JOHNSTOWN, Pa. – A public meeting was held in Johnstown’s Central Park on Monday with engineers who are working to connect the Jim Mayer Riverswalk Trail to the city’s downtown.

A.J. Schwartz, studio director with Environmental Planning & Design, said one of the additions to the project is creating a trailhead at the Somerset Street Park.

According to Schwartz, the existing park would be utilized to add a trailhead with some parking and a sun shelter.

He explained that the area would have six to 10 parking spaces on one side and a pavilion on the other, with improved green space.

Schwartz added that another topic that was discussed as a possibility was stopping points near Central Park.

“We’re trying to attract people to downtown, not necessarily expecting that they’re always going to be riding these routes around nonstop,” he said, adding that the proposal would involve removing a parking space to add about four bike racks. “The idea is people stop and lock up to go get a sub or enjoy a concert or something in terms of Central Park. It’s not a place that they’re necessarily parking their car and starting their ride.”

The engineers noted that there are some difficulties with the current plans to take the trails through the city that could cause changes.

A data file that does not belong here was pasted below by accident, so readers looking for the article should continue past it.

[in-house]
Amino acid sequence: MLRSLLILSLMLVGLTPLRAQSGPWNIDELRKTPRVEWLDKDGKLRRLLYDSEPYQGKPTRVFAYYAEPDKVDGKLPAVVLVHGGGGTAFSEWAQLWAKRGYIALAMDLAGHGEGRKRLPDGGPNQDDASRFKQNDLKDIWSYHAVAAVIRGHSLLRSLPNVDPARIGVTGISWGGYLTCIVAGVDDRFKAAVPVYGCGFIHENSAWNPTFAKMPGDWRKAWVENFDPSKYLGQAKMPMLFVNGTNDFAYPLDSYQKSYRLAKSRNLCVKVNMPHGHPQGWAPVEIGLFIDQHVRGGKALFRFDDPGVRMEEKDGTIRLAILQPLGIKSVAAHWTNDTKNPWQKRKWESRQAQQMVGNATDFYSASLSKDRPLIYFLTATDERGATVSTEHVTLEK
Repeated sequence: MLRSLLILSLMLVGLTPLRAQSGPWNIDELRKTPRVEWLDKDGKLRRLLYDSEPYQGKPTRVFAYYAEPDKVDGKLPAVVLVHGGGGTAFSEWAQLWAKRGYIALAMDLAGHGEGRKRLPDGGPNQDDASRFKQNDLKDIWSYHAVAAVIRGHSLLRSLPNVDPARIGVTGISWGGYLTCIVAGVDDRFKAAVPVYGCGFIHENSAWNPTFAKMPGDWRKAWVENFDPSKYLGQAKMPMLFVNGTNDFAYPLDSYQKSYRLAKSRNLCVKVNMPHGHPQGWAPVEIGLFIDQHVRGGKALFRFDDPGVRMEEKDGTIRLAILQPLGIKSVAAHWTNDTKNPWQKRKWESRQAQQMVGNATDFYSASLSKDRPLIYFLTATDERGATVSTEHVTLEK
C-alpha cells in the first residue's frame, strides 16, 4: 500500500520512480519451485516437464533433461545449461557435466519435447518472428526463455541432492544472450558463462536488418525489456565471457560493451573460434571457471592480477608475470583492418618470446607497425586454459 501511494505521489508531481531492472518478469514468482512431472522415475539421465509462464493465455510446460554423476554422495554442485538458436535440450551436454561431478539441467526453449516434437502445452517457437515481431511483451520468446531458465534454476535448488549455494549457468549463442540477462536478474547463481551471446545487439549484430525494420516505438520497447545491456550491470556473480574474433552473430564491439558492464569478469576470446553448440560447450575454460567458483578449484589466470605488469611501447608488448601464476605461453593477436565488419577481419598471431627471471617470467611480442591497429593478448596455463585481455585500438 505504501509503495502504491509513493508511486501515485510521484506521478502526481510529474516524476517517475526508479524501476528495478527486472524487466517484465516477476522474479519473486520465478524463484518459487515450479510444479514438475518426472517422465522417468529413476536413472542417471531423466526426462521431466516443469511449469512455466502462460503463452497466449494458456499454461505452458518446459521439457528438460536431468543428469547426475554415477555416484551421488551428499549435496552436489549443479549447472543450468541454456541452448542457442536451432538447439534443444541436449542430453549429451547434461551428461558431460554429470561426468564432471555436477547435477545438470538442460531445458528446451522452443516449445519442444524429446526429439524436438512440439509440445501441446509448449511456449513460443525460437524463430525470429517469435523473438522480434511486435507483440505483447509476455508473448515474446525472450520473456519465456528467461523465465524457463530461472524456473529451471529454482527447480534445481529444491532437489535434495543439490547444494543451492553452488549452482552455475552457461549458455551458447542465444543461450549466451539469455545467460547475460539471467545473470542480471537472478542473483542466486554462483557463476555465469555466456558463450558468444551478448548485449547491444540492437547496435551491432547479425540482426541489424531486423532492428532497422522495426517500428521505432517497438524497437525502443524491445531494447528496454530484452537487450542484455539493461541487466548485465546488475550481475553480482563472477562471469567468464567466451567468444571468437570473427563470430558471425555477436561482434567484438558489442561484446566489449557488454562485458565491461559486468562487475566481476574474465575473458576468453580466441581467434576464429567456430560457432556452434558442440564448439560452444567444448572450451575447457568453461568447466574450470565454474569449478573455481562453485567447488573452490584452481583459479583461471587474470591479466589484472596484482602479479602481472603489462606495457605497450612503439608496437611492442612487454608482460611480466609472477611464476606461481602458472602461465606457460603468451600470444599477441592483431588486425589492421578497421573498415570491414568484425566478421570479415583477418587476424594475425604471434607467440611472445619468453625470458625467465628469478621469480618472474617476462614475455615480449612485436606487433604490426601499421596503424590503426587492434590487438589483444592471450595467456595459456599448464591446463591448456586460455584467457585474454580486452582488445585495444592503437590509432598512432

Currently, the plan incorporates areas underneath the Route 56 bypass that are leased to the City of Johnstown and then leased again, according to Bryan Clement, project engineer with H.F. Lenz Co. One of the parcels along the area through which the engineers would like to place a bike route is fenced in. Neither PennDOT nor the city have records of the lease, Clement explained, adding that it is unknown if the business is operational or what business owns the property.

Another change the current design may see is at the area of Adams, Baumer and Bedford Streets. Clement explained that to have a bike lane through the intersection, there must be a parcel of land for pedestrians to cross where there are three lanes of traffic.

Josh Shearman, civil designer with Lenz, explained that, while PennDOT requires the island in three lanes of traffic, they also feel an island would be narrowing the roadways too much in that area due to heavy truck traffic.

The engineers plan to meet with the City of Johnstown to discuss signage, and various permissions needed for the project as well as engineers working on a similar project with the Path of the Flood Trail so that the signage is consistent.

A meeting to present the final plan will be held in October.

Katie Smolen is a reporter with The Tribune-Democrat. Follow her on Twitter @KSmolen1230.

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